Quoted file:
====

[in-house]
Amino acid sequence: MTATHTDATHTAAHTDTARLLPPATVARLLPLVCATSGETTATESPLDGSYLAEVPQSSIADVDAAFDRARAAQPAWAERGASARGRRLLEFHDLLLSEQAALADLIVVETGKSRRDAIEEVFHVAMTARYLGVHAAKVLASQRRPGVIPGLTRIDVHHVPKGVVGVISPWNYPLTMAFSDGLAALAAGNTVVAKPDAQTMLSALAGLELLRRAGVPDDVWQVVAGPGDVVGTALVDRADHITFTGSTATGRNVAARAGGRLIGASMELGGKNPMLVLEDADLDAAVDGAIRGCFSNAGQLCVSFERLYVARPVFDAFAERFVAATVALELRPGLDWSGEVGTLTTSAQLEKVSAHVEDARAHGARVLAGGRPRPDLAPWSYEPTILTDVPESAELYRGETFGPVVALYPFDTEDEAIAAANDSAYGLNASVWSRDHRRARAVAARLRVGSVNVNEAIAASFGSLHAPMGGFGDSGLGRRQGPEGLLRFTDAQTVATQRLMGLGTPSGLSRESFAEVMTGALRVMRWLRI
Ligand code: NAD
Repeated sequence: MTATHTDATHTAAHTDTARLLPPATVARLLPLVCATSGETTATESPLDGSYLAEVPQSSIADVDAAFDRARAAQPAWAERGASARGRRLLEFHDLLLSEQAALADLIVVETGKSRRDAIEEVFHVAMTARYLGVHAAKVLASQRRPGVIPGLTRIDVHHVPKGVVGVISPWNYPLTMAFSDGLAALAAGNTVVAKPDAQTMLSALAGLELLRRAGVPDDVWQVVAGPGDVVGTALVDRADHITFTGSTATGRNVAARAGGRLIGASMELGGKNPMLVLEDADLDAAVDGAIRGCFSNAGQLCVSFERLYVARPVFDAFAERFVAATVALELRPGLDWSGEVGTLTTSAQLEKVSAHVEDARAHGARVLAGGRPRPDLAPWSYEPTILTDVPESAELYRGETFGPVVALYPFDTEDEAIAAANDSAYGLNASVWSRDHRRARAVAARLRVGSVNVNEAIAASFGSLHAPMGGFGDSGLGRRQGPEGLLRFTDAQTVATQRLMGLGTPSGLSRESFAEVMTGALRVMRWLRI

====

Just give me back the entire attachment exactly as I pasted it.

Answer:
[in-house]
Amino acid sequence: MTATHTDATHTAAHTDTARLLPPATVARLLPLVCATSGETTATESPLDGSYLAEVPQSSIADVDAAFDRARAAQPAWAERGASARGRRLLEFHDLLLSEQAALADLIVVETGKSRRDAIEEVFHVAMTARYLGVHAAKVLASQRRPGVIPGLTRIDVHHVPKGVVGVISPWNYPLTMAFSDGLAALAAGNTVVAKPDAQTMLSALAGLELLRRAGVPDDVWQVVAGPGDVVGTALVDRADHITFTGSTATGRNVAARAGGRLIGASMELGGKNPMLVLEDADLDAAVDGAIRGCFSNAGQLCVSFERLYVARPVFDAFAERFVAATVALELRPGLDWSGEVGTLTTSAQLEKVSAHVEDARAHGARVLAGGRPRPDLAPWSYEPTILTDVPESAELYRGETFGPVVALYPFDTEDEAIAAANDSAYGLNASVWSRDHRRARAVAARLRVGSVNVNEAIAASFGSLHAPMGGFGDSGLGRRQGPEGLLRFTDAQTVATQRLMGLGTPSGLSRESFAEVMTGALRVMRWLRI
Ligand code: NAD
Repeated sequence: MTATHTDATHTAAHTDTARLLPPATVARLLPLVCATSGETTATESPLDGSYLAEVPQSSIADVDAAFDRARAAQPAWAERGASARGRRLLEFHDLLLSEQAALADLIVVETGKSRRDAIEEVFHVAMTARYLGVHAAKVLASQRRPGVIPGLTRIDVHHVPKGVVGVISPWNYPLTMAFSDGLAALAAGNTVVAKPDAQTMLSALAGLELLRRAGVPDDVWQVVAGPGDVVGTALVDRADHITFTGSTATGRNVAARAGGRLIGASMELGGKNPMLVLEDADLDAAVDGAIRGCFSNAGQLCVSFERLYVARPVFDAFAERFVAATVALELRPGLDWSGEVGTLTTSAQLEKVSAHVEDARAHGARVLAGGRPRPDLAPWSYEPTILTDVPESAELYRGETFGPVVALYPFDTEDEAIAAANDSAYGLNASVWSRDHRRARAVAARLRVGSVNVNEAIAASFGSLHAPMGGFGDSGLGRRQGPEGLLRFTDAQTVATQRLMGLGTPSGLSRESFAEVMTGALRVMRWLRI